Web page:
This is the story of Dia de los Muertos

By Jeff Ayers — / Death Wish Coffee Blog


As the year gets closer to the modern American holiday of Halloween, it is also quickly approaching the much older celebration of Dia de Muertos, or the Day of the Dead. (in most English speaking countries, the back translation is Dia de los Muertos).

But what is the origin of the holiday that celebrates the dead? In Mexican culture, death is viewed as a natural part of the human cycle, and death is not meant to be remembered in sadness. This is a three day celebration of the life of those who have died, and the hope that their souls might awaken while in death to celebrate with the living.

Over 3,000 years ago the Aztecs and other Nahua people living in now what is considered Central America held this cyclical view of the universe and wanted to honor the deceased with respect. It was believed that when someone died they traveled to the land of the dead, named Chicunamictlan. Over the course of many years they would have to navigate through nine levels to hopefully reach the final resting place, Mictlan. So the living family members of the deceased would leave food, water, and tools to help aid them on their difficult journey.

These initial ceremonies were usually held around the end of summer, but when the Spanish conquistadores came over in the 16th century they brought with them their beliefs of All Saints Day and All Souls Day, altering the ceremony to happen on November 1st and 2nd.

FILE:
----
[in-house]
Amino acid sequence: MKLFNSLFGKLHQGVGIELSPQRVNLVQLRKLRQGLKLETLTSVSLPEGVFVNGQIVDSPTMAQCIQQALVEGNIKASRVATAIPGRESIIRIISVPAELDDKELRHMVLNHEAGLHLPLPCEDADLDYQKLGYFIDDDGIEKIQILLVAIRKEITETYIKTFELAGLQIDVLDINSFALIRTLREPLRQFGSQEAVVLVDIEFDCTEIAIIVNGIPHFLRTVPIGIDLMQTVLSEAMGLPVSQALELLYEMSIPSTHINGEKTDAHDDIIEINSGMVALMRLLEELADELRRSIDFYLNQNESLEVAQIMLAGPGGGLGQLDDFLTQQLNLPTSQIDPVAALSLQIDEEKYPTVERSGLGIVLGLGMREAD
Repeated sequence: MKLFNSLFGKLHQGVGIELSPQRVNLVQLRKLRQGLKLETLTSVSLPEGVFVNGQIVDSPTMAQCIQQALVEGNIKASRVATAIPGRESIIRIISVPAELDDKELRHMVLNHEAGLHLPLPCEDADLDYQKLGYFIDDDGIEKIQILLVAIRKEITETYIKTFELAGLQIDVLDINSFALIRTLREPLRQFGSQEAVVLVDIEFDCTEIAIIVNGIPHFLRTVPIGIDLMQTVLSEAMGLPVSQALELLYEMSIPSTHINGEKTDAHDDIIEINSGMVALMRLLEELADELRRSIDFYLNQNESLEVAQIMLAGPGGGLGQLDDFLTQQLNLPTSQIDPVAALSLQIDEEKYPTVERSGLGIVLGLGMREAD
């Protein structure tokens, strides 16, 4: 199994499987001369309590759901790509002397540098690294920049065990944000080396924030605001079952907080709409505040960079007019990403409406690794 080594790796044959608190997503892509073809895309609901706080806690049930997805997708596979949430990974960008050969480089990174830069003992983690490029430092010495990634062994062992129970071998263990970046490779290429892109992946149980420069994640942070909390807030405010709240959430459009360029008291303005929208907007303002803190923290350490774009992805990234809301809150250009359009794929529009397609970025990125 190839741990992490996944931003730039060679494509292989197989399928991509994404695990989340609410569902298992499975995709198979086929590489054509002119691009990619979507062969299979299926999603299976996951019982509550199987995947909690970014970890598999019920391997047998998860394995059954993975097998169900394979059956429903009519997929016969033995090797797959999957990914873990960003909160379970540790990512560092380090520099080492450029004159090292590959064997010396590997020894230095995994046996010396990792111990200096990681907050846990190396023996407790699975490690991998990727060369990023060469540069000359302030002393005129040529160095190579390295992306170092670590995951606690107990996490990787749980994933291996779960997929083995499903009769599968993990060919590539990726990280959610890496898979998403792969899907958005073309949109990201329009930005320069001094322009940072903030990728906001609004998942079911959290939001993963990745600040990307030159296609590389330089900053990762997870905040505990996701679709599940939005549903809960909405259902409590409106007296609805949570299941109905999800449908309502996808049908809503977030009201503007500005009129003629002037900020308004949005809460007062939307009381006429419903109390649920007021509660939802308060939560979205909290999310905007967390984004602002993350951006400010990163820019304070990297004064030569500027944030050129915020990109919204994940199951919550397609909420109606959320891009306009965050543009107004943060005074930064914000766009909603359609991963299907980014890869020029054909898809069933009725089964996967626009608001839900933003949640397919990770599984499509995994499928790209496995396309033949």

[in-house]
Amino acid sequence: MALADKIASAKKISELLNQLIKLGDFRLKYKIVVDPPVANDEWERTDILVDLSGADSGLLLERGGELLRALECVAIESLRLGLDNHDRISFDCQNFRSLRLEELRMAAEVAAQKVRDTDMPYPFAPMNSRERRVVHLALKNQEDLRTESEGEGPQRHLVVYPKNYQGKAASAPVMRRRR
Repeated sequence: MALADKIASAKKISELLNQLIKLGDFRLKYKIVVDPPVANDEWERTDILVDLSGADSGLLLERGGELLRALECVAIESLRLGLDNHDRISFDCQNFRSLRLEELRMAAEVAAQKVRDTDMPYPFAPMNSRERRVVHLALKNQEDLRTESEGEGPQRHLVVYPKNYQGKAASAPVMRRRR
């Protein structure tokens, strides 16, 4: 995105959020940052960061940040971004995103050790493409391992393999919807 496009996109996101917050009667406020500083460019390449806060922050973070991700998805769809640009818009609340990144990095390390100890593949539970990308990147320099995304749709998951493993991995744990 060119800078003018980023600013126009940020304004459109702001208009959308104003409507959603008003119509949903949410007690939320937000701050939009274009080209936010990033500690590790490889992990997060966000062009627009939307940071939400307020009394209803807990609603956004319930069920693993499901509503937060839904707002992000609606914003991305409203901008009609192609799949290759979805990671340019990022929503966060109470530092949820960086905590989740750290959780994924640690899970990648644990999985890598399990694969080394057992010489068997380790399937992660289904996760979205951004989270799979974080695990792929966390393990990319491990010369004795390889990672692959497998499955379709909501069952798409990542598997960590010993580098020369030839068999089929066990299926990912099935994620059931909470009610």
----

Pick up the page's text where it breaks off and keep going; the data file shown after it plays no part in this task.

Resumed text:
Dia de muertos participants in traditional makeup

In modern day, the ceremony actually last three whole days, From October 31st to November 2nd, but this doesn't mean it is the Mexican version of Halloween. While there are some similarities including costumes and parades, the Day of the Dead is centered around the belief that the border of the spirit world and the real world dissolves, allowing the souls of those who have passed on to come back and celebrate with their living families.

The central part of the ceremony is the ofrenda, or the altar. These are usually built in private in peoples homes or in cemeteries, and are meant to be the meeting place between the living and the dead. The offerings of food and drink are left around photographs of the dead, and the marigold flower is an important symbol of the celebration. In fact, in many cases, marigold petals are used as markers leading the souls to the altar.

Another important symbol is the calavera, or literal translation of 'skull'. Early on, these were in the form of literary poems and funny epitaphs that continues on to this day to help celebrate the dead. Calaveras have taken on a different form in modern day with the sugar skull being a fixture of the celebrations as well.

Man paying tribute at a Dia de muertos altar

While the celebration is a proud Mexican tradition, the Day of the Dead is also celebrated in other parts of the world. In Brazil it is known as Dia de los Finados (Day of the Deceased), in Guatemala families fly giant kites to help guide their loved one's souls back to the land of the living. The holiday is even celebrated in some regions of Australia, Fiji, and the Philippines.

Promotional image from Pixar's "Coco"

The Day of the Dead has made its way into popular culture recently as well. The successful Pixar movie Coco pays homage to the holiday in a beautiful way, with a young boy being transported to the land of the dead. Also, in the James Bond film Spectre, a giant Dia de los Muertos festival was shown in the opening action sequence. This was actually fiction until the movie came out, with no large festival of its kind happening during the Day of the Dead. Since the movie premiered, Mexico was inspired to create the festival in reality, and it still happens today.

RELATED: Check out our Halloween Science series and get ready for new episodes

Older Blogs Newer Blogs